When I accepted the invitation of then Secretary-General Ban Ki-
moon to serve on the UNHigh-Level Panel onGlobal Sustainability,
I received a daunting task: to identify a universally acceptable
pathway for achieving low-carbon prosperity for the 21st century.
There were many ideas proposed in this group of world leaders and
brilliant minds, but when we began to articulate the concept of the
Sustainable Development Goals, there was a palpable enthusiasm
in the air. We knew we needed a successor to the Millennium
Development Goals, and we knew that it had to mark a new era
of ambition and cooperation. The idea of a universally applicable,
unprecedentedly comprehensive set of outcomes for the future
deeply resonated – and something we felt was worth fighting for.
Certainly, for the UAE, both domestically and as a donor, the SDGs
were conceptually compelling. They not only aligned with the
key performance indicators of our
and green growth
strategy, but reinforced our government culture of data-driven
policymaking. Most importantly, they took a full-spectrum view
of what “development” means – moving past GDP and even
health and education levels to account for the holistic experience
of all people. This is a cornerstone of the UAE’s own approach,
manifested in last year’s pioneering appointments of ministers for
youth, tolerance, happiness, and the future.
But moving from an earnest recommendation to adoption by 193
Member States is not an easy task and the UAE played an active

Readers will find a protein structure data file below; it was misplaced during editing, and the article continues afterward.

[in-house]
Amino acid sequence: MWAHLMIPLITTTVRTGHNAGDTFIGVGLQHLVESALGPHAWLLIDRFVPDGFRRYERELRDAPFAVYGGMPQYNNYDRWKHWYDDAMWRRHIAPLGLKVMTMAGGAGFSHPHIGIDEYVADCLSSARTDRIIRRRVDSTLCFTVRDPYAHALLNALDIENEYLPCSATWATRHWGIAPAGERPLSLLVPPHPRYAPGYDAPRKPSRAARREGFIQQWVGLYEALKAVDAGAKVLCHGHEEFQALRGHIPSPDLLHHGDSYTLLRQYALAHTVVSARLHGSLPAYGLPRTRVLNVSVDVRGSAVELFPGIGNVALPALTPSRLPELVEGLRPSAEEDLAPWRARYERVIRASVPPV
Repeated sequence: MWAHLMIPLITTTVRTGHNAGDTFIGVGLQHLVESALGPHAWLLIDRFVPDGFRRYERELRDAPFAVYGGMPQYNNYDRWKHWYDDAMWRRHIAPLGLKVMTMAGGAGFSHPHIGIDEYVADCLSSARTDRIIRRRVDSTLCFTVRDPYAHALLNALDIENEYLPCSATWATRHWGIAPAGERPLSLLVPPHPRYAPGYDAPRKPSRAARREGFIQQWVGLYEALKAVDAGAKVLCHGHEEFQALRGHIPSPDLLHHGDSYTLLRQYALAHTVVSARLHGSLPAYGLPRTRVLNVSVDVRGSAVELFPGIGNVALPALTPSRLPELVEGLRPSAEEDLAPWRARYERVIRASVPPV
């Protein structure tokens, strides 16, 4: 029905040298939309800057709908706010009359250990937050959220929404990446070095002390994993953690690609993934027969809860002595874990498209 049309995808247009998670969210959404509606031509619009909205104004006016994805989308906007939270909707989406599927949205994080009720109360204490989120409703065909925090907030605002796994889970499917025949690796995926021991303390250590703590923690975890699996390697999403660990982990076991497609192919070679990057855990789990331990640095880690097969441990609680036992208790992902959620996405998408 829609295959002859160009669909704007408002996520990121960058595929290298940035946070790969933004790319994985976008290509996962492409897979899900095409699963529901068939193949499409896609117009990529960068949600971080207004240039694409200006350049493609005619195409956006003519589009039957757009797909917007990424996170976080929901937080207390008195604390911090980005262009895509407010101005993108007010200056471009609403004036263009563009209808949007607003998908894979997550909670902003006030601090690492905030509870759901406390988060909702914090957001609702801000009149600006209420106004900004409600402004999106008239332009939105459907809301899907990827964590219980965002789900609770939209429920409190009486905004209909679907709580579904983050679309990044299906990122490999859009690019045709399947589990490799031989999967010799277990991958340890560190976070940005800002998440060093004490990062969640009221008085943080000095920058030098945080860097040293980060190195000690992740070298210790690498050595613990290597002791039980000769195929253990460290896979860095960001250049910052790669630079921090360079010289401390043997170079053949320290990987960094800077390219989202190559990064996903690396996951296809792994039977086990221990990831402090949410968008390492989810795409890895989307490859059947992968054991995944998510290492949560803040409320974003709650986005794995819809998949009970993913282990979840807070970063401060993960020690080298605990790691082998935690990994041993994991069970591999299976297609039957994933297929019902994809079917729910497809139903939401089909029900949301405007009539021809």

role through all stages of that process. Realizing the importance
of the work – and the scale of the effort required – the Ministry
of Foreign Affairs and International Cooperation mobilized and
led one of the most wide-ranging inter-agency working groups in
our history, ensuring both an integrated vision and the resources
to make a meaningful contribution to the SDGs’ realization. We
were lucky to have at the helm our Minister of State, His Excellency
Dr Sultan Al Jaber, and his then-deputy, His Excellency Dr Thani Al
Zeyoudi, who is nowMinister of Climate Change and Environment,
bringing a critical tenacity to the project. We established early on,
for instance, that we would be an unfailing advocate for sustainable
energy and the empowerment of women, reflecting our own
national ideals and challenging many people’s perceptions of the
priorities of a Middle Eastern nation. Both these focus areas are
now enshrined in the SDGs.
The UAE places great importance on turning commitments
into action – it is an ethos that has continually driven our nation.
Therefore, we also committed ourselves to seriously undertake
implementation of the SDGs. The establishment of the UAE’s
National Committee on SDGs is a testament to that commitment.
By bringing together 15 government entities, and covering both
our domestic and donor efforts, it will drive mainstreaming of
the SDGs in all our work, as well as the work of our international
partners. Furthermore, with Her Excellency Reem bint Ebrahim Al
Hashimy, Minister of State for International Cooperation, as the
chair, the SDGs are now in excellent hands.
It is a tremendous outcome of which we as a Ministry and country
should be very proud.
UAE AND THE 2030 AGENDA FOR SUSTAINABLE DEVELOPMENT